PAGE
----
Candidate status will not lead to membership in immediate or short-term future – as it is clear that there is no fast track or shortcut, only the standard accession procedure which will take years even if moving fast through it. But which will be very helpful framework for EU engagement into post-war reconstruction of Ukraine.
Ukraine deserves the full and unconditional candidate status now for objectively meeting the standard criteria as well as for defending European values against most brutal large-scale aggression in Europe since World War II. Ukrainian society expects the decision from the European Council in June and will not accept as objective or reasonable anything short of full candidate status.
Part of that decision should be formulation of timeframes and conditions for the next step – opening accession negotiations. Here, outstanding reform issues may be identified as part of conditionality – but after, not before, candidate status is granted.
Opening and conducting accession negotiations will take time. So, the EU should offer concrete tangible short-term steps to bring Ukraine closer to the EU and provide immediate benefits to its population through increasing integration into the EU Single Market along the lines of the Association Agreement.
On the other hand, the EU could use this momentum to reconsider enlargement methodology – e.g. fair treatment (‘regatta’) principle; reversibility in case of setbacks on meeting criteria; to add criteria of foreign policy alignment; and finding agreement that new members would not use veto powers in the Council and support reform of EU decision-making on the basis of qualified majority voting.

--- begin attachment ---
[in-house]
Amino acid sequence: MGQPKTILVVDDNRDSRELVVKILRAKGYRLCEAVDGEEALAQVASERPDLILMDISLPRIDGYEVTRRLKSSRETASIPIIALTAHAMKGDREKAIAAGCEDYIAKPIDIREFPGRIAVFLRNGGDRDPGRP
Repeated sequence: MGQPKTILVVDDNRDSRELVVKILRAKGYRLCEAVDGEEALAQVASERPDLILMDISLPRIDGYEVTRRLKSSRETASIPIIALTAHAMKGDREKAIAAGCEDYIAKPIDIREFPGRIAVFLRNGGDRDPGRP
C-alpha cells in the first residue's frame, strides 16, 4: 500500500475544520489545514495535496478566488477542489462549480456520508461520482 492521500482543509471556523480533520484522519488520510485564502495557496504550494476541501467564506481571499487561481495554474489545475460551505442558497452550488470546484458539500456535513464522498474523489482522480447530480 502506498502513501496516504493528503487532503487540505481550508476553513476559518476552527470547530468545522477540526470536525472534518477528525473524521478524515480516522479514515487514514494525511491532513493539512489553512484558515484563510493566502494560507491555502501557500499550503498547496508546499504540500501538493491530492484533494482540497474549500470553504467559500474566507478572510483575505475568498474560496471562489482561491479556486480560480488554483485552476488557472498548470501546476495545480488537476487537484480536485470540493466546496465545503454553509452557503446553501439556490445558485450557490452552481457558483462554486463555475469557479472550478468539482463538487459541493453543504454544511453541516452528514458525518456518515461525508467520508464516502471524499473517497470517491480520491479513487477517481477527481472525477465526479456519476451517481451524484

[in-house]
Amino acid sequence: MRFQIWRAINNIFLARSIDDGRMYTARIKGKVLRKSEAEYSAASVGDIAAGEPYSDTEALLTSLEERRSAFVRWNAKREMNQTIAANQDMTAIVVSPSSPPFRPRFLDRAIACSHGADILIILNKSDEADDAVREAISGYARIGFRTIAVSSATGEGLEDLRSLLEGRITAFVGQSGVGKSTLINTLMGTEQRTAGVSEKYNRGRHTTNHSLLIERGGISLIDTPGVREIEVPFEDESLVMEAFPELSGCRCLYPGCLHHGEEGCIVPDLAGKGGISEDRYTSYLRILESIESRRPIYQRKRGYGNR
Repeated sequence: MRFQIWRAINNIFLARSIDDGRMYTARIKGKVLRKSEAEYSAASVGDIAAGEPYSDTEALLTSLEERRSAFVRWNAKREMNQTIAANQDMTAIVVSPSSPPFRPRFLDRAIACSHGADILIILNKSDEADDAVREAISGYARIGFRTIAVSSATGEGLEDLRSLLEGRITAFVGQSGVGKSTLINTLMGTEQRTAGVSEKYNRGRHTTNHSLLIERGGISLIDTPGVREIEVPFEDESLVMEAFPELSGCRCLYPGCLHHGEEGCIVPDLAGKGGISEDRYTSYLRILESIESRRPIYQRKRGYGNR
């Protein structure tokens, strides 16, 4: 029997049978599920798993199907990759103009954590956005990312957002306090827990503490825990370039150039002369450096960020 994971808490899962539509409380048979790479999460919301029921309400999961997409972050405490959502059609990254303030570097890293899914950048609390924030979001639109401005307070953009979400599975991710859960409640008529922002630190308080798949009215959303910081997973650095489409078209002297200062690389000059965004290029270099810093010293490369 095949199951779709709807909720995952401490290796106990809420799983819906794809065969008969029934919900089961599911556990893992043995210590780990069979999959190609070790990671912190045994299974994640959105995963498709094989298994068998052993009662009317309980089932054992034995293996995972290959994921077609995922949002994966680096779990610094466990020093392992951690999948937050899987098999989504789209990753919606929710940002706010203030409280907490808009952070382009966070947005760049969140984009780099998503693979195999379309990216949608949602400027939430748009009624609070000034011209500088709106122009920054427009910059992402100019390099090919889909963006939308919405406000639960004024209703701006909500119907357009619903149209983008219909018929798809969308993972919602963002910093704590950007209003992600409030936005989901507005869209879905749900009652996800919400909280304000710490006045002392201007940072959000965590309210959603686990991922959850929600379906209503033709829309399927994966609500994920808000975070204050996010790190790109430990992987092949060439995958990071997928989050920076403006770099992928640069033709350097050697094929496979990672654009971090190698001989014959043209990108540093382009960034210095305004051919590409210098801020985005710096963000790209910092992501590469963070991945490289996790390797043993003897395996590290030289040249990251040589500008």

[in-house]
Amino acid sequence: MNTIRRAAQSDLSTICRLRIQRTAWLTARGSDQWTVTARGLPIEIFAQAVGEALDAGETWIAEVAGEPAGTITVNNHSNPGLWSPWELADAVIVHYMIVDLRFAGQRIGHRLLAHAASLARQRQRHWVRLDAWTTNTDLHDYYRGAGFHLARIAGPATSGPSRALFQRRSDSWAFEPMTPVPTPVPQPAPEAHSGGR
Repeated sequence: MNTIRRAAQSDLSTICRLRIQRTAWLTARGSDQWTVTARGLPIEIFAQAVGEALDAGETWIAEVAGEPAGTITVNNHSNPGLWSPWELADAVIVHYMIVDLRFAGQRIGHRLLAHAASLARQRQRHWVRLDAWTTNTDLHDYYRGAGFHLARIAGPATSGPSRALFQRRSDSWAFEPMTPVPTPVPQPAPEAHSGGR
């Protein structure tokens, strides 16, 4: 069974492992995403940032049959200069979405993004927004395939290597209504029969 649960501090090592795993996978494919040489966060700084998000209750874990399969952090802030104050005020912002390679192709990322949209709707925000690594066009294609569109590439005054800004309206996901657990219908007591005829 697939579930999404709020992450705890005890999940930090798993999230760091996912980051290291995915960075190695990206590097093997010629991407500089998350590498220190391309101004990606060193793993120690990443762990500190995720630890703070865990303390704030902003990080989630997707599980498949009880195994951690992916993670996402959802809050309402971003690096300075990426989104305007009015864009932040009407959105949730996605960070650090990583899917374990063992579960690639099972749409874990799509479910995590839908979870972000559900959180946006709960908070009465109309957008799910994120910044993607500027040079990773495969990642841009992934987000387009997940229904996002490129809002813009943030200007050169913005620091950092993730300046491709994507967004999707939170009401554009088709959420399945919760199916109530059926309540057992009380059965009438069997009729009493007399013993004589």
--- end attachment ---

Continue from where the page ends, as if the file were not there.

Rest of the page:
In this endeavour on the road to the EU, Ukraine needs German support. Likewise, Germany needs to support Ukraine – to mend mistakes of the distant and recent history, and to be able to care about Europe’s future.
¹ These are, according to art.2 of the EU Treaty: human dignity, freedom, democracy, equality, the rule of law and respect for human rights, including the rights of persons belonging to minorities.
² In the formats of European Council and the Council of the EU.
³ So called Copenhagen criteria.
⁴ The poll was commissioned by the Jean Jaures foundation and Yalta European Strategy (YES) and conducted by a leading French polling firm IFOP.
⁵ See details here: Eurobarometer.
⁶ Negotiations with Poland, Czech Republic, Hungary, Slovenia, Estonia, Cyprus conducted over 1998–2003; Slovakia, Latvia, Lithuania, Malta — 2000–2003; Romania, Bulgaria — 2000–2005; Croatia — 2005–2011.
⁷ For a detailed explanation of the EU-Ukraine AA/DCFTA content and implementation progress in sectoral integration to the Single market see.
⁸ As explained by the Brussels-based Centre for European Policy Studies (CEPS) in its Opinion on Ukraine’s EU application.
⁹ See Ukrainian government’s report on implementation of Association Agreement as of end of 2021.
¹⁰ For more details see: Report on Integration.
¹¹Joint call of Ukrainian CSOs to EU member states to grant Ukraine EU candidate status promptly, as recognition of joint reform achievements (in German).
¹² Questionnaire: Information requested by the European Commission to the Government of Ukraine for the preparation of the Opinion on the application of Ukraine for membership of the European Union, Part I and Part II.
¹³ This opinion is also shared e.g. by the Brussels-based Centre for European Policy Studies (CEPS), which compared Ukraine with candidate countries of the Western Balkans.
¹⁴ Ukrinform: Support for EU accession hits record high at 91% in Ukraine.
¹⁵ Latest joint declaration of the EU-Ukraine Civil Society Platform under the Association Agreement, which unites NGOs, employers and trade unionists on both sides.
¹⁶ Open letter by Presidents in support of Ukraine’s swift candidacy to the European Union.
Text as of: 26.05.2022
Dmytro Shulga, International Renaissance Foundation, Ukraine